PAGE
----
Arlen "Scottish Haggis" Specter–whose political obituary was written yesterday in the form of a dismal poll result and a renewed threat from Pat Toomey—says we don’t need a truth commission because all the details on Bush era crimes are contained in some file cabinets that we need only waltz up to and empty out.
And in case you were wondering, Lee Harvey Oswald acted alone.
Presumably because he believes we need only waltz up to those file cabinets and take out the Cheney indictment, the sole contribution Scottish Haggis made in today’s Truth Commission Hearing was to enter this Hans von Spakovsky column into the record. Given that Hans von Spak accused Leahy of pitching a House Un-American Activities Commission, I can only interpret Haggis’ action as a profoundly cowardly attempt to get back in the good graces of the Club for Growth.
The column itself shows the depths to which the Heritage Foundation has stooped in these, the declining years of the Conservative Movement. Even setting aside the horrible optics of having someone under investigation for abridging minority civil rights for political gain squawking about "political prosecutions," the column is just of pathetically bad quality.
Hans von Spak begins by exactly repeating (the Heritage Foundation, defender of private property, apparently doesn’t even require original work anymore) an error the WSJ made in January, claiming that nothing resulted from Carl Levin’s 18 month investigation into torture in DOD.
Moreover, Sen. Carl Levin (D-Mich.) held hearings, under oath, over a 2½- year period looking into many of the same issues. His report, though predictably partisan, found no criminal violations.
Aside from this apparent inability to even count (18? 30? no difference to today’s conservative), Hans von Spak apparently believes that the Committee’s findings–that Bush’s dismissal of Article Three and Rummy’s approval of aggressive technique were the "direct cause of detainee abuse" in Gitmo–doesn’t amount to a criminal violation.
And of course, Hans von Spak, like the WSJ, basically endorsed Levin’s approach while ignoring his call for "an outside commission appointed to take this out of politics, that … would have the clear subpoena authority to get to the parts of this which are not yet clear, and that is the role of the CIA." Hans von Spak and WSJ try to fight the idea of a Truth Commission by pointing to the good work of someone effectively supporting a Truth Commission.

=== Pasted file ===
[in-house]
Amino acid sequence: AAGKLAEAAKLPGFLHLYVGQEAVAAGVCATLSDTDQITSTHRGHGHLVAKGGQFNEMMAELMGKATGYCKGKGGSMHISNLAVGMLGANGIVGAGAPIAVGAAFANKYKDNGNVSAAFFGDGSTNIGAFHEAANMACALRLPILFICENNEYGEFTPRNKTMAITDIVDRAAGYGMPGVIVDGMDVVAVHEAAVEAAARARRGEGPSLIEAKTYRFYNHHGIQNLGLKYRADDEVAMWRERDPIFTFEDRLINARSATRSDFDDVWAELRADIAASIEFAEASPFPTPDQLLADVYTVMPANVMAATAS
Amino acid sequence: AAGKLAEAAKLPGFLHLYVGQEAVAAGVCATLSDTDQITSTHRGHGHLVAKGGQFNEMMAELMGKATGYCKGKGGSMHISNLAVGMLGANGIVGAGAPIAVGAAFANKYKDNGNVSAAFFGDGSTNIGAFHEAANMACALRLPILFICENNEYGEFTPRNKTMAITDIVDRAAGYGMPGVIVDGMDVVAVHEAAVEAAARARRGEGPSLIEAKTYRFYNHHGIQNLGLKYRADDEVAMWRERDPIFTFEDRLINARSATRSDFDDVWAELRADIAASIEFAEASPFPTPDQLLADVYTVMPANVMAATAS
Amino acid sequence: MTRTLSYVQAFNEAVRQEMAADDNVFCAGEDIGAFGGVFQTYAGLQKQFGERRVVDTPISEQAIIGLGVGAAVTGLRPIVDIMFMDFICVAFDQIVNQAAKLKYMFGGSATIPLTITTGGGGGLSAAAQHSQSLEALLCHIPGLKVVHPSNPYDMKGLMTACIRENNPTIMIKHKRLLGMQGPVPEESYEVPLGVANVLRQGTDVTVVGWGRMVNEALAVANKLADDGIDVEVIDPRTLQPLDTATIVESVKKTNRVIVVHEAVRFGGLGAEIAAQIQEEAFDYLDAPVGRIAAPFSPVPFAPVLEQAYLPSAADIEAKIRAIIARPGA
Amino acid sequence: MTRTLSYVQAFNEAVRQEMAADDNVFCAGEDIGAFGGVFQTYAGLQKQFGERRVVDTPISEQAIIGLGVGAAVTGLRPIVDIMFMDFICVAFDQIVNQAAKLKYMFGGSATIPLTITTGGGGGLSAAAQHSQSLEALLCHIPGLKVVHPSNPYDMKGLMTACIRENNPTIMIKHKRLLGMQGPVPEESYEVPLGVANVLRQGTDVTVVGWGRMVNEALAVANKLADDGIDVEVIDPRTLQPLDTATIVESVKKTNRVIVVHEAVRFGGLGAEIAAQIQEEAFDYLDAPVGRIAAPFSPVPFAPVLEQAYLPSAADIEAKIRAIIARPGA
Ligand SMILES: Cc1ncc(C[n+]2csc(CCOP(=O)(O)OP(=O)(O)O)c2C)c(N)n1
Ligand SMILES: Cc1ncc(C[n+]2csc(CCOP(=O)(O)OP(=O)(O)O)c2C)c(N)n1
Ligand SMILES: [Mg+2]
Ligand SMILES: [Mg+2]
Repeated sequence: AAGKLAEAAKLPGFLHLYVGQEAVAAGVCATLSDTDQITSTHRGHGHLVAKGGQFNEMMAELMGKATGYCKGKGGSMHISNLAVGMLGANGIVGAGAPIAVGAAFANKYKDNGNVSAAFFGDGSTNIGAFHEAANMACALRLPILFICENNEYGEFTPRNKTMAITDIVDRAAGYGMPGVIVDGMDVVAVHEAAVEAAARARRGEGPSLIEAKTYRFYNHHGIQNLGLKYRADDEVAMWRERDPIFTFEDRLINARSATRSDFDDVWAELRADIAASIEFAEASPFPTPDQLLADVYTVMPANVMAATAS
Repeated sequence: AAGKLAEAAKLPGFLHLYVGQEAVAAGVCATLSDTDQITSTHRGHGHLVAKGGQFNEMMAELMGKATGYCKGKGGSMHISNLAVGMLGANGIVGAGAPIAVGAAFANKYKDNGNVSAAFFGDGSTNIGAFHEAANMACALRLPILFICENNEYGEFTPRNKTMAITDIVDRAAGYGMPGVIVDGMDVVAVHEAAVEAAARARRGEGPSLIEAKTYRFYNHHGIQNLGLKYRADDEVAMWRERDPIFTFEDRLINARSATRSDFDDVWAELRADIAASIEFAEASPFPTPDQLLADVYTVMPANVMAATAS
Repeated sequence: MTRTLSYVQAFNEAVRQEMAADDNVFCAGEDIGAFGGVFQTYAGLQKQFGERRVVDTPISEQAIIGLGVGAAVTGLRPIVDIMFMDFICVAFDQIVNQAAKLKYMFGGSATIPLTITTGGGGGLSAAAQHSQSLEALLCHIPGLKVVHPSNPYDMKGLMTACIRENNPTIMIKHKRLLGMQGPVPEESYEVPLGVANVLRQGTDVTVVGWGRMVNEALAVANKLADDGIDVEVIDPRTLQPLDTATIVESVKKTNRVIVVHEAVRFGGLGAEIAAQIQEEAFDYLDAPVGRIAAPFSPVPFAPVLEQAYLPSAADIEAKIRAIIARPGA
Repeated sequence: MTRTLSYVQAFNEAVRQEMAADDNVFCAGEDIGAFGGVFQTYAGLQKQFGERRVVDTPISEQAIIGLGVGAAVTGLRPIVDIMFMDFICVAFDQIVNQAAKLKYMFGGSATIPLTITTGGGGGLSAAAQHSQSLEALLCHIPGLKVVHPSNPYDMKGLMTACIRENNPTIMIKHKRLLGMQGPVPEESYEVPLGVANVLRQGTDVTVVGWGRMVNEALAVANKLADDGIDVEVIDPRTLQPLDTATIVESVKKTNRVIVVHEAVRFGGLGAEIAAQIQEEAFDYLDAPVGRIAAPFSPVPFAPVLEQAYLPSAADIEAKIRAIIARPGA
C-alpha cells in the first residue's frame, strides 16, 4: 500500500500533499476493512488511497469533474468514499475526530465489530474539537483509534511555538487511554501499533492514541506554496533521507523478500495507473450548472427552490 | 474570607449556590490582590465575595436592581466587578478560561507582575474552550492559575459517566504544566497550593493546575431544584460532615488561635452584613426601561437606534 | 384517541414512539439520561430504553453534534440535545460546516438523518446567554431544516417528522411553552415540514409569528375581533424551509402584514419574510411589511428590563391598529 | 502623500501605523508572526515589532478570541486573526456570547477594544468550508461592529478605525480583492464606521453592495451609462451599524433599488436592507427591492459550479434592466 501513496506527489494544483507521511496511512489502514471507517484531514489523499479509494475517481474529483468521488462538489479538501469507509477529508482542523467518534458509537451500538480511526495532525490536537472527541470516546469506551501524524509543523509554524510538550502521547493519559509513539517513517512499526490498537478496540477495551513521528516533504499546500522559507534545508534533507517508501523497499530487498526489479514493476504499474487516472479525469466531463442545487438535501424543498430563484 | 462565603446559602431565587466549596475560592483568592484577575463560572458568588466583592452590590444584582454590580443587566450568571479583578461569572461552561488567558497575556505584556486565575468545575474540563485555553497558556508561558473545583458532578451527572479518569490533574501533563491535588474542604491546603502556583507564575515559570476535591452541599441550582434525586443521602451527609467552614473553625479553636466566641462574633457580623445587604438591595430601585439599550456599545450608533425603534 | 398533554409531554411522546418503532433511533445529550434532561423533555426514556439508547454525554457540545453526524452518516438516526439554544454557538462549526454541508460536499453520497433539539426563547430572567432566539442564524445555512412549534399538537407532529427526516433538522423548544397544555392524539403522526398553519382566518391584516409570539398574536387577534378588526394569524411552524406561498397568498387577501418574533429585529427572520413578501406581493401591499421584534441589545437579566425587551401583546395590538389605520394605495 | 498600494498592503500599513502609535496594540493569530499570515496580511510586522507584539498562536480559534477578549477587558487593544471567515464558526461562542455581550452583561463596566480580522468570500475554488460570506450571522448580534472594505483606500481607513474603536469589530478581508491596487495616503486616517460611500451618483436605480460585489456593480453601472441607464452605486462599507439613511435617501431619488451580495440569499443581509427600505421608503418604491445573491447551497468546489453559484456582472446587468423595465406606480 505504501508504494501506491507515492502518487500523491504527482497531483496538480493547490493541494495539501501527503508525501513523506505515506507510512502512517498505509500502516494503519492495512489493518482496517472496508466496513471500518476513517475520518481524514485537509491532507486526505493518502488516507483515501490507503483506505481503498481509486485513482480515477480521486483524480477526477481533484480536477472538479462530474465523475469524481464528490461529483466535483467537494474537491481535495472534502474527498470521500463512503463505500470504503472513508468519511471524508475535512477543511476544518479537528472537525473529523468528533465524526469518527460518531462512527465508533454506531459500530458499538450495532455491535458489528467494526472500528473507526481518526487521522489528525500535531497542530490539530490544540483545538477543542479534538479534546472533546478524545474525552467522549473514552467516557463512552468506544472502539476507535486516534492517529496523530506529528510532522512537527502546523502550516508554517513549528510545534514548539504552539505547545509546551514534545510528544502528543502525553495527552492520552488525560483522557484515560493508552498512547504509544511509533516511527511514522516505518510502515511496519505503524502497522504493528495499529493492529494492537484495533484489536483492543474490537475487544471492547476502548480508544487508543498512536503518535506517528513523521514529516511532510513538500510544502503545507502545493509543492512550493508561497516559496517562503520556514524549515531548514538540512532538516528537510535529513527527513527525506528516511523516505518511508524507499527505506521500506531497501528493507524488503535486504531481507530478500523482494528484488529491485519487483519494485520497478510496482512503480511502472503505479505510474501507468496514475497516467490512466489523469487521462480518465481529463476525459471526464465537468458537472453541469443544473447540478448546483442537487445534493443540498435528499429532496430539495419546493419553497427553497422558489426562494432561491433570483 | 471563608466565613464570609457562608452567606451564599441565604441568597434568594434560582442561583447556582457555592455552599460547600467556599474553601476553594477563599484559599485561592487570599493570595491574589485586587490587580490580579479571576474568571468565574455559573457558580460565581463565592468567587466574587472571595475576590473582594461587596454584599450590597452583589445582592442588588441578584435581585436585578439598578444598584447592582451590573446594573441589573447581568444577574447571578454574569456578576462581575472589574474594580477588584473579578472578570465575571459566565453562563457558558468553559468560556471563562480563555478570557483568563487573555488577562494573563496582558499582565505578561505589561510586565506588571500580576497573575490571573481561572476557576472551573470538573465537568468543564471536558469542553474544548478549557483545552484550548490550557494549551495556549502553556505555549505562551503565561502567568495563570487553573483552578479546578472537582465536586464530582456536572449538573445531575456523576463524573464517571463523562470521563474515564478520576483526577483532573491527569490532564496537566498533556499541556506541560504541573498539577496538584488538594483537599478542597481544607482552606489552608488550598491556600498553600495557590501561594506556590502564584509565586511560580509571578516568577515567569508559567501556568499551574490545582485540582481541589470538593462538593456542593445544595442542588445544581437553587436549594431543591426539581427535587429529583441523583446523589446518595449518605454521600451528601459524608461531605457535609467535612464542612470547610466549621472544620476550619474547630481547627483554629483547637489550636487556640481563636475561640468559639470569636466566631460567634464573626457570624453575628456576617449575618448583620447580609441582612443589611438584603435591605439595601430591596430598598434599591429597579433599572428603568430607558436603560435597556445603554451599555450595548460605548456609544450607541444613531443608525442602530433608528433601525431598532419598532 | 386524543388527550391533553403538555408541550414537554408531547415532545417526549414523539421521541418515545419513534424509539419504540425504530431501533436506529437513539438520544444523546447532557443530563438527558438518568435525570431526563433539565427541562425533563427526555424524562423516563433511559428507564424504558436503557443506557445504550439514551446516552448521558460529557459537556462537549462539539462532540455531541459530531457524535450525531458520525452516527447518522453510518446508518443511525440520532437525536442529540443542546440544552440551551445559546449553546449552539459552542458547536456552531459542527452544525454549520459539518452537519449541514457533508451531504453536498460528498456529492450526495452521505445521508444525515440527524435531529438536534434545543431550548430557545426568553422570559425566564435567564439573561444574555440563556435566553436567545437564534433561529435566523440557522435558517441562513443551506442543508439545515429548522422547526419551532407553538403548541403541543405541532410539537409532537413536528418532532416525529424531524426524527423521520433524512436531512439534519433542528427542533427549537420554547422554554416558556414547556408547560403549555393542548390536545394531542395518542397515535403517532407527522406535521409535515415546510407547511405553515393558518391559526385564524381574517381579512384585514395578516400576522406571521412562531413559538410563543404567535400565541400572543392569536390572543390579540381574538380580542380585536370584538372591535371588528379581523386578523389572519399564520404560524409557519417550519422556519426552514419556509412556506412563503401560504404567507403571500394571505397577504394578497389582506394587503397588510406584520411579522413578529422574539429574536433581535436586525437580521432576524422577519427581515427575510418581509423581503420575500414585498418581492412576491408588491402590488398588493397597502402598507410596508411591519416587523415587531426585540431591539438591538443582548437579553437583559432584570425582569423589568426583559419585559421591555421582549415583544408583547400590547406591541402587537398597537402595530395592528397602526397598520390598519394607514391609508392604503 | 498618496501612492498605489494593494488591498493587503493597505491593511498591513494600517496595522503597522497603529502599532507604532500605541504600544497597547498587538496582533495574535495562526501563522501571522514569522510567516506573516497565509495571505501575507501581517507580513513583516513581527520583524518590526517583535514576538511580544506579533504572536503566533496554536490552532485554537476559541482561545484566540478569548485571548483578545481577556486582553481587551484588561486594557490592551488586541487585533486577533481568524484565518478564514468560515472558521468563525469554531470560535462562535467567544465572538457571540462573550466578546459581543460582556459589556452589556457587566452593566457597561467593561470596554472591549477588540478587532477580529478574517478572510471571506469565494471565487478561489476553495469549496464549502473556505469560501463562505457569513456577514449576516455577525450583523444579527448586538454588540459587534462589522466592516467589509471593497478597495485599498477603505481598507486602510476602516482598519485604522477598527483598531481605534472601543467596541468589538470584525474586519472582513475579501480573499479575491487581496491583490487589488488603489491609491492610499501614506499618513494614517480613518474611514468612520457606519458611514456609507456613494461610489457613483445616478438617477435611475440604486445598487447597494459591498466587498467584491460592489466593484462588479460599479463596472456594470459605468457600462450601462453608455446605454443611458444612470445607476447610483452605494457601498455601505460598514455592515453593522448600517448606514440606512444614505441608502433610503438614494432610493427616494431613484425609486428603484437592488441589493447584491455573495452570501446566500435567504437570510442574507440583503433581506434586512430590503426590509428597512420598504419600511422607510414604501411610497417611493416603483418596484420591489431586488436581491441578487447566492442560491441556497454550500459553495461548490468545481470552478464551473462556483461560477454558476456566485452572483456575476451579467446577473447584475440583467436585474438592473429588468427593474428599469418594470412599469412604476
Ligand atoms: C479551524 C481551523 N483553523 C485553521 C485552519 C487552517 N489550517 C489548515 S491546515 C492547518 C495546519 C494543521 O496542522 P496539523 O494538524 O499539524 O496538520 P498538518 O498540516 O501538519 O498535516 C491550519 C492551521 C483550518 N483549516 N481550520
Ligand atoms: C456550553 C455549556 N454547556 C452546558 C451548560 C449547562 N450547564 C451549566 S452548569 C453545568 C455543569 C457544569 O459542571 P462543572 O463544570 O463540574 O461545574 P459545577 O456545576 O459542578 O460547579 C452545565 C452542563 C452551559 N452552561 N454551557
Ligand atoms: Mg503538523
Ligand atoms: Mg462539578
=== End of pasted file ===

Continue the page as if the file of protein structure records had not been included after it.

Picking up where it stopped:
Then, after repeating–in more incendiary fashion–the same straw men that David Rivkin used before the hearing today (again, what happened to the individualist concept of original work??), Hans von Spak, from the same party that criminalized a consensual blow job, the guy under investigation for illegal hiring practices for political reasons, whines some more about the criminalization of politics.
The thing that really gets me about Hans von Spak’s screed, though, are his exaggerations about Democratic complacency in torture. Oh sure, I’d have liked them to use speech and debate to expose the legal wrong-doing. But when Hans von Spak claims that,
In December 2007, The Washington Post reported that in 2002 four members of Congress were given a virtual tour of the CIA’s overseas detention sites and were briefed on interrogation techniques. The bipartisan group, which included Pelosi, was specifically briefed on waterboarding. None of the four complained, and one of them asked if the methods being used were tough enough.
He somehow neglects to mention the very important detail that in this, the only torture briefing Pelosi attended, they were told the torture wasn’t being used yet.
Then, with some dishonest rhetoric, Hans von Spak suggests that no one ever objected to the torture regime.
The CIA gave key legislative overseers about 30 private briefings, including waterboarding and other interrogation techniques in 2002 and 2003. It is curious that lawmakers who were repeatedly briefed and raised no objections should subsequently criticize those very same policies.
Hans von Spak would prefer you didn’t know, I guess, about Jane Harman’s written objection to the torture (and, two years ahead of time, the destruction of the torture tapes). Remarkably, in 2003, Harman was asking the same questions we’re still looking to examine in this Truth Commission:
I would like to know whether the most senior levels of the White House have determined that these practices are consistent with the principles and policies of the United States. Have enhanced techniques been authorized and approved by the President?
Pelosi, for her part, has committed to real oversight, whatever her shortcomings in the past. Hans von Spak, on the other hand, keeps crying about "criminalizing politics," presumably in an attempt in inoculate his own alleged criminal attempts to politicize justice.
My biggest questions about this, though, are these. Really, is this the best the Heritage Foundation can do? All that corporate money and they can’t even find someone who can do original work that can stand up to the scrutiny of a DFH blogger? This is what the Conservative Movement has come to?
And speaking of pathetic, why is Politico publishing a column that–in significant part–the WSJ published as its own editorial two months ago? Recycling WSJ’s crap in the voice of a totally discredited, legally-implicated hack is their idea of cutting edge journalism? Two month old inaccurate opinion is "news"?
And then, finally, I know Scottish Haggis can be pathetic. But is he really going to go there, where in a desperate attempt to cling to his Senate seat he becomes the front man for a guy like Hans von Spak?
I know these guys are desperate to stop any real scrutiny of Bush’s actions, but their pathetic state is just making me sad.